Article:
Did you know that burying the hatchet offers many health benefits? Letting go of anger and resentment can actually reduce anxiety, lower blood pressure, and help you breathe easier. Holding anger inside is linked to heart disease and stroke, possibly taking years from your life.
In a study called “Forgive to Live,” psychologist Loren Toussaint and colleagues found that the inability to forgive others may predict an earlier age of death. That is especially true of conditional forgiveness, when a person desperately waits for an apology. Conditional forgiveness can bear negative energy, as individuals who put demands on their forgiveness typically continue to harbor resentment and grudges.
These negative emotions can especially impair heart health. Staying upset over the past is not good on the ticker. What is more, nursing negative feelings keeps you in a state of stress, and stress can take years off your life. This resentment is not always directed at others. Some individuals cannot forgive themselves. This is especially damaging to your mental health, robbing you of joy, peace, and happiness.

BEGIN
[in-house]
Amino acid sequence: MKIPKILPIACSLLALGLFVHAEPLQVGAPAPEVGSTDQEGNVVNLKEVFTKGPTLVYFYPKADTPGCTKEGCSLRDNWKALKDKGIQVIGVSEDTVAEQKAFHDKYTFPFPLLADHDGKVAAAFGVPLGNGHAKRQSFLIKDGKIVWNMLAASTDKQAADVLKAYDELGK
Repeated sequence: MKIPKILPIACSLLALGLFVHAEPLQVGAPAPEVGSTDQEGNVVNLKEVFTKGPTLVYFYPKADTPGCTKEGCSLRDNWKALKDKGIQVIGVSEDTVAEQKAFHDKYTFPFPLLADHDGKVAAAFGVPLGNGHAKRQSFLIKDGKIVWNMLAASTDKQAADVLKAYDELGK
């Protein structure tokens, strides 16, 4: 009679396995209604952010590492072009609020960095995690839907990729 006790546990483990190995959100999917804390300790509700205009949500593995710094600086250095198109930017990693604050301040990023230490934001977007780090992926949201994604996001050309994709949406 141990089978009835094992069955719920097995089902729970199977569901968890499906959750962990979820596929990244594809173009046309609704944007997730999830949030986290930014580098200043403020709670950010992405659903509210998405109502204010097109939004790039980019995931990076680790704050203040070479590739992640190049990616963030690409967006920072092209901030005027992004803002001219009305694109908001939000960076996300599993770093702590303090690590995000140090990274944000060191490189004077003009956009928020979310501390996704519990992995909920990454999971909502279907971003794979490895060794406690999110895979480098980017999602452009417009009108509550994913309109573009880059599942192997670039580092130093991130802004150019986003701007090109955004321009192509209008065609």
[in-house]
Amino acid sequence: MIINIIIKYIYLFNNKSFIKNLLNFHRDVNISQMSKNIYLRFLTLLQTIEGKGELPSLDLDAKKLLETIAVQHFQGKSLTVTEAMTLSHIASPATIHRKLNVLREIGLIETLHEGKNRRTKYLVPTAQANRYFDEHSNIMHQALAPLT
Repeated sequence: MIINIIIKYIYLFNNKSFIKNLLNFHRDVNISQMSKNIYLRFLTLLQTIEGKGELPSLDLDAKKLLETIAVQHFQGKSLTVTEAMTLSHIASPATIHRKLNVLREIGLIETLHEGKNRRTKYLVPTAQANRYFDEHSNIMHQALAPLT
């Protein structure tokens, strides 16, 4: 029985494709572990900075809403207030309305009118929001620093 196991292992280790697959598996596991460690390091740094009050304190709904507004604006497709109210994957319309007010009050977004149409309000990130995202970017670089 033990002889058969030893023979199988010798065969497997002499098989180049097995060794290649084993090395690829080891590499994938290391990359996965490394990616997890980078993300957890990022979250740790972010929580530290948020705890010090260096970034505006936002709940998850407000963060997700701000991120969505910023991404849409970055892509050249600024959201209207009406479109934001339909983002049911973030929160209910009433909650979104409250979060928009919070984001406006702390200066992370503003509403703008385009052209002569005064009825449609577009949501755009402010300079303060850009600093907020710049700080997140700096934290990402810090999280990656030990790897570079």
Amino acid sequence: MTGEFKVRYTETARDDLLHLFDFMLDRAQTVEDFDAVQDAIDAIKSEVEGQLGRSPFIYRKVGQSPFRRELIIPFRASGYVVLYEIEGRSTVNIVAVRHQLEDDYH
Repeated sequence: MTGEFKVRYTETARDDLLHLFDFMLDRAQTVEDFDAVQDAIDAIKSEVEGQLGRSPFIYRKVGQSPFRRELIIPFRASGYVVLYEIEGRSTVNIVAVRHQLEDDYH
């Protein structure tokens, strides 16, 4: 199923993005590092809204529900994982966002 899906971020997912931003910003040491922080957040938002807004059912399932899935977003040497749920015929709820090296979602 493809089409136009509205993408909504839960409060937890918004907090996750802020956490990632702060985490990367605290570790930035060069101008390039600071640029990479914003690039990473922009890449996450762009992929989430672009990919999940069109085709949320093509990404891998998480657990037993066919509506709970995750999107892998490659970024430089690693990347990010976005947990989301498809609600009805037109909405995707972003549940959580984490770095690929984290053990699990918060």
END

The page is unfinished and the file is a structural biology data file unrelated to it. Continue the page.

But, how can you let go?
Recognize the behavior for what it is. Ask yourself what it is doing to you? How much time and energy do you spend dwelling on the matter?
Understand that forgiveness is something you do for others, but it’s mostly an important action you do for yourself. When you harbor resentment, you cannot experience personal growth, true health, or inner calm.
If you truly want to live longer and be healthier and happier, do not wait for others to come to you. Take the first step. Start the process of forgiveness in your own mind and then follow it through with genuine action. When you forgive others unconditionally—without expectations—you are generating superior mind-body health.
By Christina Leidenheimer, CPT, CHLC, CPI